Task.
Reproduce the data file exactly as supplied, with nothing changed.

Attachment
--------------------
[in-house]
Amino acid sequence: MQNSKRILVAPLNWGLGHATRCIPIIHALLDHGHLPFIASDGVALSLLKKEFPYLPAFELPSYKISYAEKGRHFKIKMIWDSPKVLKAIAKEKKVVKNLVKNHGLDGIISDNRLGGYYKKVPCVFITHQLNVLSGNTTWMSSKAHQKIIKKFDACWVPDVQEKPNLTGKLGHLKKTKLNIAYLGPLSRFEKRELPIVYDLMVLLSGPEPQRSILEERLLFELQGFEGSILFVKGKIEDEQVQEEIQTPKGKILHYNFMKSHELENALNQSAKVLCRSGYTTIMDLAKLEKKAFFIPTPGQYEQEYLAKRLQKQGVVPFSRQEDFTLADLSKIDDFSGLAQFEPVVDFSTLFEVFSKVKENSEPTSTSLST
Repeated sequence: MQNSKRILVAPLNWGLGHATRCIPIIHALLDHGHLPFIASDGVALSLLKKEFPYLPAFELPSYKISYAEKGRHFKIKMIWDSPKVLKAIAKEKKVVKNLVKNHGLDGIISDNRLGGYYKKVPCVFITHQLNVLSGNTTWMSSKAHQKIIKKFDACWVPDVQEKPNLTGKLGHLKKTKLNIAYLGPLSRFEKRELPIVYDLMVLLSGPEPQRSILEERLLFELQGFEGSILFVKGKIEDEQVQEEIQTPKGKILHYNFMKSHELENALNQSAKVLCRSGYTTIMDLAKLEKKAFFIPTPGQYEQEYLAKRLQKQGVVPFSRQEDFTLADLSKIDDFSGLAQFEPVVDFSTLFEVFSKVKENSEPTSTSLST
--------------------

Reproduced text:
[in-house]
Amino acid sequence: MQNSKRILVAPLNWGLGHATRCIPIIHALLDHGHLPFIASDGVALSLLKKEFPYLPAFELPSYKISYAEKGRHFKIKMIWDSPKVLKAIAKEKKVVKNLVKNHGLDGIISDNRLGGYYKKVPCVFITHQLNVLSGNTTWMSSKAHQKIIKKFDACWVPDVQEKPNLTGKLGHLKKTKLNIAYLGPLSRFEKRELPIVYDLMVLLSGPEPQRSILEERLLFELQGFEGSILFVKGKIEDEQVQEEIQTPKGKILHYNFMKSHELENALNQSAKVLCRSGYTTIMDLAKLEKKAFFIPTPGQYEQEYLAKRLQKQGVVPFSRQEDFTLADLSKIDDFSGLAQFEPVVDFSTLFEVFSKVKENSEPTSTSLST
Repeated sequence: MQNSKRILVAPLNWGLGHATRCIPIIHALLDHGHLPFIASDGVALSLLKKEFPYLPAFELPSYKISYAEKGRHFKIKMIWDSPKVLKAIAKEKKVVKNLVKNHGLDGIISDNRLGGYYKKVPCVFITHQLNVLSGNTTWMSSKAHQKIIKKFDACWVPDVQEKPNLTGKLGHLKKTKLNIAYLGPLSRFEKRELPIVYDLMVLLSGPEPQRSILEERLLFELQGFEGSILFVKGKIEDEQVQEEIQTPKGKILHYNFMKSHELENALNQSAKVLCRSGYTTIMDLAKLEKKAFFIPTPGQYEQEYLAKRLQKQGVVPFSRQEDFTLADLSKIDDFSGLAQFEPVVDFSTLFEVFSKVKENSEPTSTSLST